Sign of the Franken

They came. They saw. They made a big fuss. Al Franken, the beneficiary (sort of) of eight months of seeming non-stop coverage, draws a crowd even when he’s not there. At the Capitol, a worker put a sign up outside his new office, and a gaggle of reporters was there to document its every word.

It had no comment. It is the most heavily photographed sign at the U.S. Capitol since former Sen. Mark Dayton closed his office because of terrorism fears.


As for Franken, he met with Senate Majority Leader Harry Reid, and then met the media, saying nothing he hasn’t said before to reporters there to cover him saying it again. The national news media duly reported that Franken did not make any jokes.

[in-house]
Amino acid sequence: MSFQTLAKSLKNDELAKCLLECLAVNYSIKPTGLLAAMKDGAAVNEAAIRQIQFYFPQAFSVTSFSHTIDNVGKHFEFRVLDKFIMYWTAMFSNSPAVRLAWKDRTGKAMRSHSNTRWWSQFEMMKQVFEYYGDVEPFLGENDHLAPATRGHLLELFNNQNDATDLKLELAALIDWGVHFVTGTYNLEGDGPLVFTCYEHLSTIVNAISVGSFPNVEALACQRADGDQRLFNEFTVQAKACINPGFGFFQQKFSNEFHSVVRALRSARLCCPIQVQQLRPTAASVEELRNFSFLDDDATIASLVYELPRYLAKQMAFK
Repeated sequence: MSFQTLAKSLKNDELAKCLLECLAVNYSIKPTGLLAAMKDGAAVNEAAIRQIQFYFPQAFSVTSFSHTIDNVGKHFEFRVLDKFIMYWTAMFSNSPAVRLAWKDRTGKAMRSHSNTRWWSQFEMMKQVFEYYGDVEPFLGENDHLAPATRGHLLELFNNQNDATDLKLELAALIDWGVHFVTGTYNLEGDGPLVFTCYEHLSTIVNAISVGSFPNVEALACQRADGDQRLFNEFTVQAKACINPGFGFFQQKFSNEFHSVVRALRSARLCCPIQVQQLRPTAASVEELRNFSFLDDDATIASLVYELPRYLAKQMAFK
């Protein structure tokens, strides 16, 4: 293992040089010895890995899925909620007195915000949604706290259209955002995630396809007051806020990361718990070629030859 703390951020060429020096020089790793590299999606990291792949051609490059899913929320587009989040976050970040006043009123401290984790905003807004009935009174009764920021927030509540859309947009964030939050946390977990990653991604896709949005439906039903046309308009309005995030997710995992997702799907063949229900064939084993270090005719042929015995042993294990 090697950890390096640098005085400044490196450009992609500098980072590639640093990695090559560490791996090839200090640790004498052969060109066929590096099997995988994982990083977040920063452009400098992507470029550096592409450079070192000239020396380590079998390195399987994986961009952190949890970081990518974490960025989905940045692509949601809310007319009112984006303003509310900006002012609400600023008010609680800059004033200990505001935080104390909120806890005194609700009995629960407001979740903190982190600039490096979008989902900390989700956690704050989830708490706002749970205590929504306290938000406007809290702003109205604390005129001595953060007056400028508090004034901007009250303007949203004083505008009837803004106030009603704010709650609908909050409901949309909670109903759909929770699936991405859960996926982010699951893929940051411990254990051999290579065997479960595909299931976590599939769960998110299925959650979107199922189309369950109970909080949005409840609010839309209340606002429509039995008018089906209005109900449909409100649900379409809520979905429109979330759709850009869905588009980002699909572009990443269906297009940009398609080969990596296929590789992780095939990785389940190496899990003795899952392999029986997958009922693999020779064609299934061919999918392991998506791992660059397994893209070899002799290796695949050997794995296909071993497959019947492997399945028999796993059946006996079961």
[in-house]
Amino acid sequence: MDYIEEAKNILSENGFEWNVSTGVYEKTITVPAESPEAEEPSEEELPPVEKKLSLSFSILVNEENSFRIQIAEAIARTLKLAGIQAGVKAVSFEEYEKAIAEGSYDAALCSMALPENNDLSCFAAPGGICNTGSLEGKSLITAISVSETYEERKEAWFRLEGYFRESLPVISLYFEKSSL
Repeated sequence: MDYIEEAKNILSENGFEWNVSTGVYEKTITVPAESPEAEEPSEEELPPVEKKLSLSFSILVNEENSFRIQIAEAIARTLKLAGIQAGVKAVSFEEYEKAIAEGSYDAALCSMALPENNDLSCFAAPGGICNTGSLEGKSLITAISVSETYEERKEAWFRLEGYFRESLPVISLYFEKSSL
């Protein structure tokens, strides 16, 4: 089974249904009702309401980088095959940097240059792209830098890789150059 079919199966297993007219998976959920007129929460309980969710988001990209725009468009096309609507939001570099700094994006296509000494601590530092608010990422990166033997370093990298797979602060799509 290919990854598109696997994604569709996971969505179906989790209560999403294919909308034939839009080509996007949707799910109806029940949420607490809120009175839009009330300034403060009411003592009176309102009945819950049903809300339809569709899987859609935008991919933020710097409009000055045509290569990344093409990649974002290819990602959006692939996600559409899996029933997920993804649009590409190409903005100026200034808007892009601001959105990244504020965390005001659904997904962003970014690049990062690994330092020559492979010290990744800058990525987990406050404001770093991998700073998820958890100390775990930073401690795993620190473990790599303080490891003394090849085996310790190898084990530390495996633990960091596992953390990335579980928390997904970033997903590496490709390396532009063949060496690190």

Meanwhile, the Senate Web site still lists only a single Minnesota senator. But the Web address is ready for him, although it currently redirects to the Senate home page.


Franken will be sworn in on Tuesday.

  • Joanna

    On Sunday, a lone brother-in-law ditched the weekend festivities to tune in to MSNBC where a reporter was walking through Michael Jackson’sNeverland house, stripped of its furnishings, telling us what used to be there. An empty house.